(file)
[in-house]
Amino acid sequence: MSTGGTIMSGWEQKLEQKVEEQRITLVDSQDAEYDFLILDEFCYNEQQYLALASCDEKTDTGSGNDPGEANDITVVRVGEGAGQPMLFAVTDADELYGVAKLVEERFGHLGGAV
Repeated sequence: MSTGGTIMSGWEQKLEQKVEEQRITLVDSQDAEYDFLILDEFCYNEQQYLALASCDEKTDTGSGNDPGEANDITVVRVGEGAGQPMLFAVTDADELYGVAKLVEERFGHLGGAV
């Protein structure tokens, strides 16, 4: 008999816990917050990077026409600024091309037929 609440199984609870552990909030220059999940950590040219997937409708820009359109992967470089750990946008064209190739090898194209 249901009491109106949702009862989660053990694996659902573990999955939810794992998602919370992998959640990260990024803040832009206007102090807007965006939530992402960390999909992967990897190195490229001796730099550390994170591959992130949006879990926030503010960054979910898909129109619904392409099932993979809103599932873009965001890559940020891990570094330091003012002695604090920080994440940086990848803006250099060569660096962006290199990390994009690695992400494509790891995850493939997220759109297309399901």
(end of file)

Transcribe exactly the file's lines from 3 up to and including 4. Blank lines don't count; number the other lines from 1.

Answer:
Repeated sequence: MSTGGTIMSGWEQKLEQKVEEQRITLVDSQDAEYDFLILDEFCYNEQQYLALASCDEKTDTGSGNDPGEANDITVVRVGEGAGQPMLFAVTDADELYGVAKLVEERFGHLGGAV
């Protein structure tokens, strides 16, 4: 008999816990917050990077026409600024091309037929 609440199984609870552990909030220059999940950590040219997937409708820009359109992967470089750990946008064209190739090898194209 249901009491109106949702009862989660053990694996659902573990999955939810794992998602919370992998959640990260990024803040832009206007102090807007965006939530992402960390999909992967990897190195490229001796730099550390994170591959992130949006879990926030503010960054979910898909129109619904392409099932993979809103599932873009965001890559940020891990570094330091003012002695604090920080994440940086990848803006250099060569660096962006290199990390994009690695992400494509790891995850493939997220759109297309399901």